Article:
U.S. R&D and Engineering Innovation is a cornerstone of

America’s reputation across a variety of markets, from semiconductors to med- ical device and diagnostic imaging equipment. Even for industries where the vast majority of manufacturing has been shifted to low cost regions, leading U.S. companies maintain substantial R&D and engineering resources in North America. It is essential for the U.S. offices

of European manufacturers to stay in constant communication with these R&D and NPI teams as they concen- trate on next-generation designs and select vendors. As such, it is vital for internation-

al management teams to recognize the key role that U.S. sales teams perform in securing design wins and selection to approved vendor lists (AVLs) that may result in volume production orders from manufacturing locations outside of the Americas. International communica- tion, account management and compen- sation schemes should be structured to reflect and reward these efforts.

Design Wins Versus Sales Volume One of the most common areas of

misunderstanding between European management and their respective U.S. teams is the perceived mismatch be- tween the enormous influence of U.S. engineers and supply chain managers of leading multinational OEMs, and the comparatively low sales volume from the American operation for these same customers. How can it be that the world’s largest economy is not also the largest manufacturer and sales region? The answer again lies with the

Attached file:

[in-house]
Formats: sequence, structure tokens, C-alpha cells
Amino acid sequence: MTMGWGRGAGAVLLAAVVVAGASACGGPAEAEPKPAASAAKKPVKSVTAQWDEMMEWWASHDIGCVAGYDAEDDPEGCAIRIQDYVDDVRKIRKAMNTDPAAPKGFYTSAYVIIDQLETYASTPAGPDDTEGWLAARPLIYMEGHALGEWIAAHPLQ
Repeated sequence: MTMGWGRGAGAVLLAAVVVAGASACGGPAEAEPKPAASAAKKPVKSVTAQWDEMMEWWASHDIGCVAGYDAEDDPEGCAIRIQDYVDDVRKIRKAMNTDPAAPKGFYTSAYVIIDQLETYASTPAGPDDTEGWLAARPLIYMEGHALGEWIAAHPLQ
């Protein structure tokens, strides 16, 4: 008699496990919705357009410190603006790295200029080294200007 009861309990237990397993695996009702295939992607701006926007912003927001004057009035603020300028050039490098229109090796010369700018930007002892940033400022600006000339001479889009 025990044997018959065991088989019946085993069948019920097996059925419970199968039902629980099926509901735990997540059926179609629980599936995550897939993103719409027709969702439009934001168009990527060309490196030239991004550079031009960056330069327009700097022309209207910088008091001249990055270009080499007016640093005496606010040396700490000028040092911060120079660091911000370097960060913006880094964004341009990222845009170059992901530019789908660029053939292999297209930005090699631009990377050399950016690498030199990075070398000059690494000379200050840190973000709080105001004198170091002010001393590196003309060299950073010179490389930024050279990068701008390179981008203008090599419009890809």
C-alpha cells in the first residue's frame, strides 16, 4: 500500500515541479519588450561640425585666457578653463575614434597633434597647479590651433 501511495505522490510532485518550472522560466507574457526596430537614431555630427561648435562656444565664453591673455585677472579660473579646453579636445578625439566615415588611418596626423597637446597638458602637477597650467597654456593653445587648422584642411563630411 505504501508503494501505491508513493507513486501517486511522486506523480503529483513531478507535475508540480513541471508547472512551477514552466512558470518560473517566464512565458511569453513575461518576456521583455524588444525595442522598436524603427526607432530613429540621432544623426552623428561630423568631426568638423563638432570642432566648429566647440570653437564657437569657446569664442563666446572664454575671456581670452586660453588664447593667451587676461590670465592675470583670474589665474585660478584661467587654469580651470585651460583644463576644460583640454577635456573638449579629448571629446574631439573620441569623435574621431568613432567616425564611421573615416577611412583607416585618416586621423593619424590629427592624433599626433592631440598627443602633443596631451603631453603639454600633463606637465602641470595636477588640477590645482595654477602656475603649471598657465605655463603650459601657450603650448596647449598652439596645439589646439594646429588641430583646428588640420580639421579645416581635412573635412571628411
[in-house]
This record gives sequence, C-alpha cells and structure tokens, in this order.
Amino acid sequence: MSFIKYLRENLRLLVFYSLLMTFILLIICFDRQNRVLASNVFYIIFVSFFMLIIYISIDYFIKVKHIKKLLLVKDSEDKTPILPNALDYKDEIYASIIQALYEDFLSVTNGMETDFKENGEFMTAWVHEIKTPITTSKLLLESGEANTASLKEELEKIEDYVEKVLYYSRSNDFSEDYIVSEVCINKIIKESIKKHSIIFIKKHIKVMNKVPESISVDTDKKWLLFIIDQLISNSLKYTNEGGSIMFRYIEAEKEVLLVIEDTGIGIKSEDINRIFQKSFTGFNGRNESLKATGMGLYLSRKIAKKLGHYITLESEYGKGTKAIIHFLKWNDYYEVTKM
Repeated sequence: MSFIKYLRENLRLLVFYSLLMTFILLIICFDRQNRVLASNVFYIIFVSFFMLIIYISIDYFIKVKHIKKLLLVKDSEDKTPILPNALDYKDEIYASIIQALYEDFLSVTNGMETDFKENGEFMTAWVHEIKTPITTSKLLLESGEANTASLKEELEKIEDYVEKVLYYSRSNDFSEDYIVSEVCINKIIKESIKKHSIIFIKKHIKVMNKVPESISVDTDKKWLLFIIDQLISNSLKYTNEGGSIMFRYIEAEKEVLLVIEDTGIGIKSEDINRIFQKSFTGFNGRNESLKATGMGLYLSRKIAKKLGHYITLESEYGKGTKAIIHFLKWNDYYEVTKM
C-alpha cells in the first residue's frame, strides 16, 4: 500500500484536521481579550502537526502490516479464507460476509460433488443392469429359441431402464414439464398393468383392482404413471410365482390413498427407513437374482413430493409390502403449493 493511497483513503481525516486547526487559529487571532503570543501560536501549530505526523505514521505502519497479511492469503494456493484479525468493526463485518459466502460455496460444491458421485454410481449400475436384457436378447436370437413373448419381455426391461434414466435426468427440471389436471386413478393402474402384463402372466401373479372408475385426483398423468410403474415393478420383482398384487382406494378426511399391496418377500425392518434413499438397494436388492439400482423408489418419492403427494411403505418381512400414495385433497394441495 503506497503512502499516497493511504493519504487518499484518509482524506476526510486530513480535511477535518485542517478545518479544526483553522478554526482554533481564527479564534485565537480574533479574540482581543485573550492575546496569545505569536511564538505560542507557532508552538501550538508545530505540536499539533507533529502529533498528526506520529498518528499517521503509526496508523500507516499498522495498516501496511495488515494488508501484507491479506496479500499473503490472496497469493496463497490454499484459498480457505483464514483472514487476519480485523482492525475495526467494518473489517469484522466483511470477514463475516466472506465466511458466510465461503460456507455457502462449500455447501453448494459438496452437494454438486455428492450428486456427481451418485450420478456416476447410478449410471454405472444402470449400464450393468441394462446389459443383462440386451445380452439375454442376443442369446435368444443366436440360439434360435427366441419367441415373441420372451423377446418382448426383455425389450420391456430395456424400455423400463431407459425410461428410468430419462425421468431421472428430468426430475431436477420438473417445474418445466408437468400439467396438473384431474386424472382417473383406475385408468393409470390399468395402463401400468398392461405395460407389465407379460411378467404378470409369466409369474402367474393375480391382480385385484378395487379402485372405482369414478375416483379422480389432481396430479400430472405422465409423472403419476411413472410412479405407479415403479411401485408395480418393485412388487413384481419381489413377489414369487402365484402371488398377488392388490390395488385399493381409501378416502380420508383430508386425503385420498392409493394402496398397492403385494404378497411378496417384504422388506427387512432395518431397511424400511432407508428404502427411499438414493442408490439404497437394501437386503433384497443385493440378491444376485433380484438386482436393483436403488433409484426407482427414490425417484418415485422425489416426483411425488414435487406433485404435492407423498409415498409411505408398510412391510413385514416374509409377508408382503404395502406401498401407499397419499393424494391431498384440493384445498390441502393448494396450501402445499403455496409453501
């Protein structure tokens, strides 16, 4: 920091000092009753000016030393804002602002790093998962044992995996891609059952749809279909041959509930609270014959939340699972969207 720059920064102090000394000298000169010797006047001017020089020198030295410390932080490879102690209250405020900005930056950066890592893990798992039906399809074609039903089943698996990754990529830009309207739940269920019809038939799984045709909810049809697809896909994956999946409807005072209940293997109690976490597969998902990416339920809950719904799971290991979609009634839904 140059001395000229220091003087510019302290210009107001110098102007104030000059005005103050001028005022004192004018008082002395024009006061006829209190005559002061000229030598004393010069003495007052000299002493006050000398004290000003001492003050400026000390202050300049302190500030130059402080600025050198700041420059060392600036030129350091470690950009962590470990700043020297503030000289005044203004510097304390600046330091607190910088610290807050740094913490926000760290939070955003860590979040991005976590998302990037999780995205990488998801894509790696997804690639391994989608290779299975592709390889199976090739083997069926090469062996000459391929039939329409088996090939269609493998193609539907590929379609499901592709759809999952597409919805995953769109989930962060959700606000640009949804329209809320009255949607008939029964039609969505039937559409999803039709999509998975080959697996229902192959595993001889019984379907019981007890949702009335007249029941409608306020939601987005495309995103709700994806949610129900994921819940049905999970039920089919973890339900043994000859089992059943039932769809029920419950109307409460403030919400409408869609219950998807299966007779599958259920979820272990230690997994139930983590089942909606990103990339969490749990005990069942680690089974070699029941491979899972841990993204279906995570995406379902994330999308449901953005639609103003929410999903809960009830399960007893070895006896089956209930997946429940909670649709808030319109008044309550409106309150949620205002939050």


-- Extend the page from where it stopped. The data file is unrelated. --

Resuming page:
shift in global manufacturing to low cost regions. Companies like Apple maintain a philosophy of “Designed by Apple in California, Assembled in China” for the vast majority of products, with much of the research, development and intellec- tual property remaining in the U.S. Data from research groups Coun-

terpoint and IHS Markit report that Ap- ple shipped 61 million iPhones to the U.S. in 2017, and the Foxconn factories that assemble most of the iPhones em- ploy 230,000 workers. For a company manufacturing microprocessors, for in- stance, a design win by the U.S. sales team would yield virtually zero sales commission, without a close coordina- tion and compensation scheme that shares the rewards for massive pur- chase orders from Foxconn. A similar story can be told for

large multinational industrial manufac- turers like Caterpillar. While the world- leading producer of heavy equipment and related products once employed over 30,000 workers at its central Illi- nois manufacturing plants, Caterpillar now has more factories overseas, 76, than in the U.S., 62, with 25 plants in mainland China alone. This is partly due to a more decentralized approach to serve local markets. Still, many of the core design decisions remain in the U.S. This imbalance of design influence

versus sales volume varies by industry, and advanced manufacturers seeking to accelerate growth in America should care- fully analyze target markets and align ex- pectations. While the U.S. represents nearly 50 percent of the global medical de- vice manufacturing market, most Euro- pean manufacturers would be shocked to learn that U.S. manufacturers only ac- count for approximately five percent of global CNC machinery production. Each company must carefully tai-

lor its strategy, based on company size, industry, product portfolio, and techni- cal complexity to best address the chal- lenges and opportunities of the U.S. market. Alliance Technologies is able to provide actionable steps to help compa-

nies overcome these challenges. Contact: Alliance Technologies,

LLC, 26 Davis Hill Road, Weston, CT 06883 % 203-226-8895 E-mail: Web: r

June, 2019